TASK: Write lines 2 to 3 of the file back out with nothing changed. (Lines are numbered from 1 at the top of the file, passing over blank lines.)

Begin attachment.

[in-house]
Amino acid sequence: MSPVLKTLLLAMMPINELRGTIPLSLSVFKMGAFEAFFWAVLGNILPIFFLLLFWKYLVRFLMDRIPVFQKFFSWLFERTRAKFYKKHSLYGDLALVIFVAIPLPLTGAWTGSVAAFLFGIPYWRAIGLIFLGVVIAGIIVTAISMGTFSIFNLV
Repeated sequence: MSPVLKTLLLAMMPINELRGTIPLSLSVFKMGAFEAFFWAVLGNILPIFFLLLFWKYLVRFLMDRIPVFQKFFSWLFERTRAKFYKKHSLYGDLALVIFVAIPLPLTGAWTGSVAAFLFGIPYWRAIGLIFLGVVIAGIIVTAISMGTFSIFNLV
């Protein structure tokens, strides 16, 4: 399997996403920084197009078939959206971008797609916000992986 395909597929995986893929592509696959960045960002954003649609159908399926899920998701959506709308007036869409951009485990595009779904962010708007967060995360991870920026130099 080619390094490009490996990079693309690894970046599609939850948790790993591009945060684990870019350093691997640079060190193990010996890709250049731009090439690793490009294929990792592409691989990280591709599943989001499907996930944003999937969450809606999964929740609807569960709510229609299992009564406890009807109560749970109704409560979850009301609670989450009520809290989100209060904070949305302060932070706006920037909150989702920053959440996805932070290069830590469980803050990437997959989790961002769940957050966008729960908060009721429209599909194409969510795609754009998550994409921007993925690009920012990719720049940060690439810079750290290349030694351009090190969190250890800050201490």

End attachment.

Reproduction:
Amino acid sequence: MSPVLKTLLLAMMPINELRGTIPLSLSVFKMGAFEAFFWAVLGNILPIFFLLLFWKYLVRFLMDRIPVFQKFFSWLFERTRAKFYKKHSLYGDLALVIFVAIPLPLTGAWTGSVAAFLFGIPYWRAIGLIFLGVVIAGIIVTAISMGTFSIFNLV
Repeated sequence: MSPVLKTLLLAMMPINELRGTIPLSLSVFKMGAFEAFFWAVLGNILPIFFLLLFWKYLVRFLMDRIPVFQKFFSWLFERTRAKFYKKHSLYGDLALVIFVAIPLPLTGAWTGSVAAFLFGIPYWRAIGLIFLGVVIAGIIVTAISMGTFSIFNLV